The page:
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This article from The New Yorker is good. Well it’s almost good. It just has two big problems. For one, it falls into a certain trap of online writing, especially, and probably contemporary writing writ large when it comes to cultural criticism. See, nowadays it’s not enough that a story or work of art is merely good, it’s also gotta be “important”, it needs to be changing the world. It’s not enough that Frog and Toad are good stories about close friends who clearly care for each other, rather it was also a way for the creator to come out of the closet before he came out of the closet. See, it’s super important now!
And honestly it very well may be that. This article actually has some evidence to support that theory, and I’m even totally fine debating that, lord knows I love The Discussion. But this attitude is everywhere. In this day and age art can’t be good for goodness sake, it has to be progressive somehow. I get where that comes from, I whole-heartedly believe that art can be powerful, that it can change people in some instances, that it is valuable to us as a civilization and species. But I also believe it’s valuable for its own sake. Hamilton sounds great, to me anyway, and that’s all the justification it needs to exist. Star Wars is fun, and that’s all it needs to justify its existence. Fun Home was Allison Bechdel’s way of coming to terms with her father’s death, and it’s great and powerful precisely because of its narrow and highly personal scope. Heck, at one point Bechdel even admits that she’s trying to ascribe significance to her father’s death by trying to place him within the grander narrative of Queer History and the AIDS Crisis so that she can have some form of closure. Which is akin to what that article wants to do: give an already good and time-tested work of art even more importance by connecting it to something grander. And that doesn’t need to be done because art can exist for art’s own sake.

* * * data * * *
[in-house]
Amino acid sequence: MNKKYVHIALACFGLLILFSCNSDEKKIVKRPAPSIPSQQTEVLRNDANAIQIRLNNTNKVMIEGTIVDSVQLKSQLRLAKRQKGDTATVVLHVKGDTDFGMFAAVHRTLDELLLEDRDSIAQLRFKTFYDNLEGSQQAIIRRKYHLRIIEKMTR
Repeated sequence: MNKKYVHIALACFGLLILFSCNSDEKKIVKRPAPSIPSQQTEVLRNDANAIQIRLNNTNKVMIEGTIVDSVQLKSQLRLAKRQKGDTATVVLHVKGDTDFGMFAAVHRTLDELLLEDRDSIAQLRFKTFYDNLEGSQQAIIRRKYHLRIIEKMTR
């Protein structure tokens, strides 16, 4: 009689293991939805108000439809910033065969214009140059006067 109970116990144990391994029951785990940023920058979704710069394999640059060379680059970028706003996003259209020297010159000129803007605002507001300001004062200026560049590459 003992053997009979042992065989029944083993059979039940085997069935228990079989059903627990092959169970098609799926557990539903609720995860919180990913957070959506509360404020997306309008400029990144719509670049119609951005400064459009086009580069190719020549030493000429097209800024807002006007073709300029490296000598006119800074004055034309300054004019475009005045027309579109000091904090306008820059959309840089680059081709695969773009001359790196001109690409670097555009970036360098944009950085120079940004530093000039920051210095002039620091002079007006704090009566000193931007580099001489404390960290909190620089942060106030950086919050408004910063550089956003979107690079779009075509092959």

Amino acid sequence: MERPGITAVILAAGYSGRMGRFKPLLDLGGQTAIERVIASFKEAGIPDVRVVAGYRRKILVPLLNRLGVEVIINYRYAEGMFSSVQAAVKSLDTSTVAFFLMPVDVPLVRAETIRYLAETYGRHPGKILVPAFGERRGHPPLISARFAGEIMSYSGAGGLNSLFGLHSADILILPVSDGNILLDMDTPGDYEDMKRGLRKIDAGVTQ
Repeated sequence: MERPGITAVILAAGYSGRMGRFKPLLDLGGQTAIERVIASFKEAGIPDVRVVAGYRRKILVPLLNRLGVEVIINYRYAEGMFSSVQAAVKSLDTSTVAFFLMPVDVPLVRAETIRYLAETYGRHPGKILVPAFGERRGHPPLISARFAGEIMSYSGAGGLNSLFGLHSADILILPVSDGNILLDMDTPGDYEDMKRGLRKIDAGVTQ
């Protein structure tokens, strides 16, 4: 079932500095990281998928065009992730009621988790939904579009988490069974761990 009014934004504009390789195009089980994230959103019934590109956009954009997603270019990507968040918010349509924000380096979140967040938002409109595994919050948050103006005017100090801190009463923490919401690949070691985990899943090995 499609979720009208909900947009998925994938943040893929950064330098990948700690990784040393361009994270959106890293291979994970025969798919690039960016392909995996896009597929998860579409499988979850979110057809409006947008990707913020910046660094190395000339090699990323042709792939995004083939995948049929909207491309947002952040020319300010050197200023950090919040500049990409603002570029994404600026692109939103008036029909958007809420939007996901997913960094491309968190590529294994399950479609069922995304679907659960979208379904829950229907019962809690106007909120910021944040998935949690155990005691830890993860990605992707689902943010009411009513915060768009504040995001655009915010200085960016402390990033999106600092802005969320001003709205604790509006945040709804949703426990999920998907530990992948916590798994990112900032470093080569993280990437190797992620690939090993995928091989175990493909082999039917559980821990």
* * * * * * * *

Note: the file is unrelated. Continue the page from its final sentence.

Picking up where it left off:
But there’s another trap this peice falls into: a lack of respect for the platonic. Of course Frog and Toad are gay, who would simply sneak over to another’s house and do all their yard work for them if they didn’t want to screw the other? Who would be so confused and hurt over a note asking to simply be alone other than a lover? Because, as we all know, purely platonic friendship isn’t a thing. Holmes is buggering Watson, Kirk is banging Spock, and Bert and Ernie are more than mere friends. Go ahead and ship and headcanon all you want, more power to you, but there’s value in the purely platonic, and especially in purely platonic intra – queer relationships. How many lesbian, gay, or bi people have ended up in relationships simply because there was no other option? Now there’s the gay Frog and Toad I want, two gay dudes who are simply friends, no sexual tension, no possibility of romance, they’re simply friends who are also gay. How often is that even depicted outside of specifically queer media? Heck I’m sure even queer media fails to depict that too often. But of course that’s if Frog and Toad have to be gay, and to be quite honest I think, in the end, their sexuality doesn’t matter. What matters is that they’re both friends who care very deeply for one another, and yes love another, and express that love through their actions towards one another, they’re just probably not screwing because that’s not the love they have for one another.

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